Porsche(and all German engineers) couldn't design/engineer a battery power vehicle that could go 100 miles or more on a single charge.
Tesla pioneered the EV with a range of 200 miles between charge, German engineers and Porsche engineers particular did nothing other than copy Tesla vehicles(Roaster, model S and X) design to make their own.
BMW engineers did few battery power cars some years ago, with lead acid batteries (probably bought on sale from Walmart), that was all German engineers could think off. Batteries ? Walmart's clearance shelf is the best source.
As I said, copying is okay if you are not capable of thinking for yourself, but keep your mouth shut if you are copying someone else design.
If you think German engineers(and/or Porsche engineers) pioneered EV as we know it now, please post your reference.
I am truly tired of "German Engineered", all they are good for is cheating and copying.
That sounds like a lot of hyperbole and opinion and not a lot of fact. Germany has always been on the forefront of science and engineering (see WWII for example) and it is that approach that has led to less than stellar reliability at times with the consumer doing the "beta testing" so to speak.
Tesla IMPROVED the EV (and that's all they make) by using Lithium Ion batteries (which is most certainly not a technology they invented) which aided in providing the improved range. That's not a difficult concept to grasp.
Are you familiar with GM's EV1? If not, I suggest reading up on it: https://en.wikipedia.org/wiki/General_Motors_EV1
It was the first mass-produced electric vehicle of the modern period and the 2nd generation had a range of around 100-140 miles, which, when considering it used a NIMH battery, was pretty bloody good.
Also, Mercedes was manufacturing electric busses as far back as the 1960's:
Nonetheless, Mercedes-Benz engaged in intensive research and development of alternative propulsion systems in the 1960s. In 1969 the brand presented the OE302 electric bus. Two years later, a natural-gas-fuelled version of the O305 was unveiled, and in 1975 the OE302 duo bus went into trial operation in Esslingen, Germany. A minibus operated on pure hydrogen was demonstrated in 1977. In 1978 the hybrid electric OE305 was presented. The same year Mercedes-Benz do Brasil presented the OF-1315 front engine natural-gas-fuelled bus chassis for the Brazilian market. Other five duo buses went into trial operation in Esslingen the following year, two of them in battery/trolley operation and the other three in diesel/trolley operation. Also in 1979, Daimler-Benz sent a German-built O305 trolleybus to be tested on the São Paulo trolleybus system, Brazil, then one of the most extensive trolleybus systems in the western world. The O305 GT trolleybus would go into production in 1981. Also in 1981 a methanol-fuelled O305 was unveiled.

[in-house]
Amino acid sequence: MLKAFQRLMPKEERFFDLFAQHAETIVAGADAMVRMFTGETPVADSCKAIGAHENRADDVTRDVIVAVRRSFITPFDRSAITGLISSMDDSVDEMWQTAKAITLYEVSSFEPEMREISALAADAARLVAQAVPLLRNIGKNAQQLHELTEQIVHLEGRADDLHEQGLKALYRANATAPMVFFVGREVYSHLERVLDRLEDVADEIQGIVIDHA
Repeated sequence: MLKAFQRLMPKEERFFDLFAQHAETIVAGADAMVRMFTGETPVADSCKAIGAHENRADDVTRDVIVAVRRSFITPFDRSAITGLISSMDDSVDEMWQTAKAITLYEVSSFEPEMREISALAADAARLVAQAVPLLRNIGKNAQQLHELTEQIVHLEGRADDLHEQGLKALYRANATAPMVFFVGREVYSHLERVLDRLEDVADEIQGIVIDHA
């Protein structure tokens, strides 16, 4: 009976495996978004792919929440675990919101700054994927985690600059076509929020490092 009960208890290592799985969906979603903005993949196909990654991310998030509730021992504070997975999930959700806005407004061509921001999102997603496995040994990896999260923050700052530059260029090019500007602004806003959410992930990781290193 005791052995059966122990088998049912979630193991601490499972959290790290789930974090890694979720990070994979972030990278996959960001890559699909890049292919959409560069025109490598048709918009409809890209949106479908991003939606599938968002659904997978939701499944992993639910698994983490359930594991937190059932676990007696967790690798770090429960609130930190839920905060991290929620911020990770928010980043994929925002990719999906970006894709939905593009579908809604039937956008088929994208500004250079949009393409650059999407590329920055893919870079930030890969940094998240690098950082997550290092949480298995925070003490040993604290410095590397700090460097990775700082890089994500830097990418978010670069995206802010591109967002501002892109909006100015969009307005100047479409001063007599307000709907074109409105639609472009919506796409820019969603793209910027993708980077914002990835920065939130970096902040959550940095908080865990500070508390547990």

In 1983 methanol-drive Mercedes-Benz buses were tested in São Paulo, Brazil. Some time later, 40 natural-gas-fuelled Mercedes-Benz O364 rear-engine integral buses went into experimental operation in that city. Two of them used a mixture of soy oil, ethanol and B-Diesel as fuel. In the following year Mercedes-Benz do Brasil unveil the OH-1315, a natural-gas-fuelled rear-engine bus chassis, and the O371 integral bus range for the Brazilian market, including a natural-gas integral urban bus and a trolleybus. In 1986 experiments were made in Europe with an articulated duo bus (diesel/electric) based on the O405. The O405 trolleybus was presented in that same year.
In 1984, a trial was carried out with a four O305 buses already in use in Auckland, New Zealand, with two powered by liquid petroleum gas and two powered by compressed natural gas (CNG). At the same time, two Volvo B10M buses were converted to run on methanol. All six, as well as a further 50 O303 and O305 buses, were all put onto CNG. Auckland City had a fleet of one hundred O303 buses and three hundred O305 buses.
In the 1990s three new natural-gas-powered models were unveiled by Mercedes-Benz: the O405 GN GNG low-floor articulated bus, which was Europe's first natural gas low-floor city bus; the O405 NG solo city bus and the O405 ÜNG for rural service. All models were fitted with the M-447 hG engine that was exported from Brazil.
In 1994 a prototype of a low-floor articulated duo bus based on the O405 - the O405 GNTD - was presented, featuring electric hub motors.
In 1996 the OH-1315 natural-gas bus chassis is succeeded by the OH-1621 LG, also natural-gas-powered. One year later, the OH-1621 LG was equipped with an electronic-managed engine as standard.
In 1997 Daimler-Benz presented its first fuel-cell bus, designated NEBUS (New Electric Bus), based on the O405 urban bus. It was the world's first fully operational fuel-cell-powered bus. Another fuel-cell-powered was developed later, based on the Citaro. Exemplars of the Citaro Fuel Cell bus are currently being tested in Europe, China and Australia.